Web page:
Many of you already know this, but I love punk music. When I first heard "I Wanna Be Sedated" with all the speed and simplicity of my adolescent heart-rate, I knew punk music would resonate with me until the day I die. In my life con-Ramones, I've developed a tendency to love the generally unloved or overlooked. If you are so deep into underground or unknown artists you sometimes feel you scarcely relate to the general public, then I think you share this sensibility. Try not to get smug about it. It's just entertainment.

Maybe it's because of this sensibility I feel led to write about the Minor Prophets (in Hebrew Shneim-'Asar, meaning "The Twelve"). A good deal of Christians seem to overlook these books, vaguely recall them as a part of the Canon, or recite them only in patches learned for Bible memorization quizzes. It feels redundant to tell other believers, "Every part of the Bible is important." We should know this. And yet, I didn't know the main theme of many smaller books in the Bible. I found myself overlooking parts of scripture with little love or satisfaction in the text.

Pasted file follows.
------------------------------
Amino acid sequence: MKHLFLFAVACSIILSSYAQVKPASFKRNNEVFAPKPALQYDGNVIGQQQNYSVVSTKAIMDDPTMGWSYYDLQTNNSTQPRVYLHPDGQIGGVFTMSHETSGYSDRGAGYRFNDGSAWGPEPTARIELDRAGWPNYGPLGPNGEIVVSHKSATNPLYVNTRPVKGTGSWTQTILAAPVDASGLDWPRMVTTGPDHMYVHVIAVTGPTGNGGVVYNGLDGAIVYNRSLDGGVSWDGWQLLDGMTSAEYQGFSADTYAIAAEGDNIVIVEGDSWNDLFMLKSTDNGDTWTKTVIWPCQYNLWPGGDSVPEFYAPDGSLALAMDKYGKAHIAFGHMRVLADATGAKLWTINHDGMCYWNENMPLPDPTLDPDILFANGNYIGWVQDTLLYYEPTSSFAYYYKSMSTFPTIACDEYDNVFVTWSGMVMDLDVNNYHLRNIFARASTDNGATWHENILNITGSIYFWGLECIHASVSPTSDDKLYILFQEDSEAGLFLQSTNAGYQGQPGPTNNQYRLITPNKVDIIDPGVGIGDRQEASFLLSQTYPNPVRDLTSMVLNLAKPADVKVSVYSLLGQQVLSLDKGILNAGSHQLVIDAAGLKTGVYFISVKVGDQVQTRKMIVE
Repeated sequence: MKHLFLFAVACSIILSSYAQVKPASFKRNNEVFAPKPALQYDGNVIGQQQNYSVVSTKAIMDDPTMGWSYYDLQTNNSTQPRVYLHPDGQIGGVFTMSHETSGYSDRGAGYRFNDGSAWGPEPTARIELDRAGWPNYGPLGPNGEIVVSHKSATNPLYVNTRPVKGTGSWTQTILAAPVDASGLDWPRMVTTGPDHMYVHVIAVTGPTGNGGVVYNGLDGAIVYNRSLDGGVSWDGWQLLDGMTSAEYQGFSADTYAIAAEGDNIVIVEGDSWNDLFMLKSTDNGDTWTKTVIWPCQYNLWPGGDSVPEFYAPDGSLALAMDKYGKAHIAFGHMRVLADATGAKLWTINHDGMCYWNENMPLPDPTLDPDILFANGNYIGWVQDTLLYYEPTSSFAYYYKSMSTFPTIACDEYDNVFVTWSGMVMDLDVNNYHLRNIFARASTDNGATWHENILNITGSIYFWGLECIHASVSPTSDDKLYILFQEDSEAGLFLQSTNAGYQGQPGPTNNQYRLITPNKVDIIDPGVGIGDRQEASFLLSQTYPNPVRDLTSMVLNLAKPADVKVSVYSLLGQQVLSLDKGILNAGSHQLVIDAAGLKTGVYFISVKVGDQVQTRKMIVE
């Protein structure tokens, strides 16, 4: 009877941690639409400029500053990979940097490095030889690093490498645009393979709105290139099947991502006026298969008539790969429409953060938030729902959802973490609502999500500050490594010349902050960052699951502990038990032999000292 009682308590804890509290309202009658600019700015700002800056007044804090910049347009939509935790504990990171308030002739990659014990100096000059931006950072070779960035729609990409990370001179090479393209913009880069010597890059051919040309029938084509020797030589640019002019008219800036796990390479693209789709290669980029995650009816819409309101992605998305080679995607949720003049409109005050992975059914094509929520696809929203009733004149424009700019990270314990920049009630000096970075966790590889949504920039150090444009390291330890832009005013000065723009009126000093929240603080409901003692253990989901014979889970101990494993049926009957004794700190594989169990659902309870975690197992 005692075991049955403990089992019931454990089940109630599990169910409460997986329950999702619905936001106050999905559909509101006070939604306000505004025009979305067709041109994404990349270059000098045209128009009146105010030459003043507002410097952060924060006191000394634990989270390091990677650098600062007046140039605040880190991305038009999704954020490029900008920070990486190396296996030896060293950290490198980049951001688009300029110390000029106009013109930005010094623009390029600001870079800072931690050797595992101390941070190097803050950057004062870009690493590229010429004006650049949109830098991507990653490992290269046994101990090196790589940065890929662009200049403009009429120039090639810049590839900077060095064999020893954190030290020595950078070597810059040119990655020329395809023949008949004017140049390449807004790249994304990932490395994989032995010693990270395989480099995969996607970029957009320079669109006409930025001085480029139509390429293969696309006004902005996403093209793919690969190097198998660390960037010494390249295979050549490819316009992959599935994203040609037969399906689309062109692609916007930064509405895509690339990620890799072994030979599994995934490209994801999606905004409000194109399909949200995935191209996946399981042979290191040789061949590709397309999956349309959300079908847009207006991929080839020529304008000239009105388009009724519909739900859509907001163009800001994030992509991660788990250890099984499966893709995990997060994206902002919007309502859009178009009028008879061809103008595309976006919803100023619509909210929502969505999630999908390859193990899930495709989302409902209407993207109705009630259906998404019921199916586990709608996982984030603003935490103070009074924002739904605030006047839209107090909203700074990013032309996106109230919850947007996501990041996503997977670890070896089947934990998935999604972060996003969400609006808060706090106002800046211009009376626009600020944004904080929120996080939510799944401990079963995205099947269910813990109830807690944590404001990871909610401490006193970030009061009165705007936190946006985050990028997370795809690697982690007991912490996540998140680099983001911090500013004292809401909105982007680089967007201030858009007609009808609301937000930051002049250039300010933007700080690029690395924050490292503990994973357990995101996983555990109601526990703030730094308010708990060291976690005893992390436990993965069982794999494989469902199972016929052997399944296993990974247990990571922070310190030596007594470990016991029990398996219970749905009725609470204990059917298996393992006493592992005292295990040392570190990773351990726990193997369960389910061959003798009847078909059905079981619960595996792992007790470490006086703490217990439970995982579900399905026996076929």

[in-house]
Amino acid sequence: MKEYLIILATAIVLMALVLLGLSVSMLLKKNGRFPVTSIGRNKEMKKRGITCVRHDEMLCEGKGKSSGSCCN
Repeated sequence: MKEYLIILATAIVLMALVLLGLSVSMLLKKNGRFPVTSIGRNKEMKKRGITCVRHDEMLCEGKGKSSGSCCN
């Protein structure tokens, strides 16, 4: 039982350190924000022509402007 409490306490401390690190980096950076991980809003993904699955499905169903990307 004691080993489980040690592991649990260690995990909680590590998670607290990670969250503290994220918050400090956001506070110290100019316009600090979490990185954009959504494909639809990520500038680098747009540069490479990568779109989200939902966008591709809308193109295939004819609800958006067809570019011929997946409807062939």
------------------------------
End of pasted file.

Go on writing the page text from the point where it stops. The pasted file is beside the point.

A few weeks ago, I met with a woman who at one time was on her way to becoming a minister in the American Episcopalian Church. She had met with disillusioning elements in her church's leadership and left some years ago. During our conversation on the purpose of Jesus's ministry on earth, I asked her, "How would you finish this sentence? 'The whole Bible is about _____.'" She blinked and said, "I know people who can quote most of the book and still not answer that question." The Holy Spirit must have given me the words to say in that moment because the answer surprised me as I said it. "The whole Bible is about Jesus. Even the 'boring' parts."

Over the next few months, I want to write a short summary of each minor prophet and explain how the individual books point to Jesus. Beginning in order, we'll start with Hosea and take the text from Stern's Complete Jewish Bible (with some translation).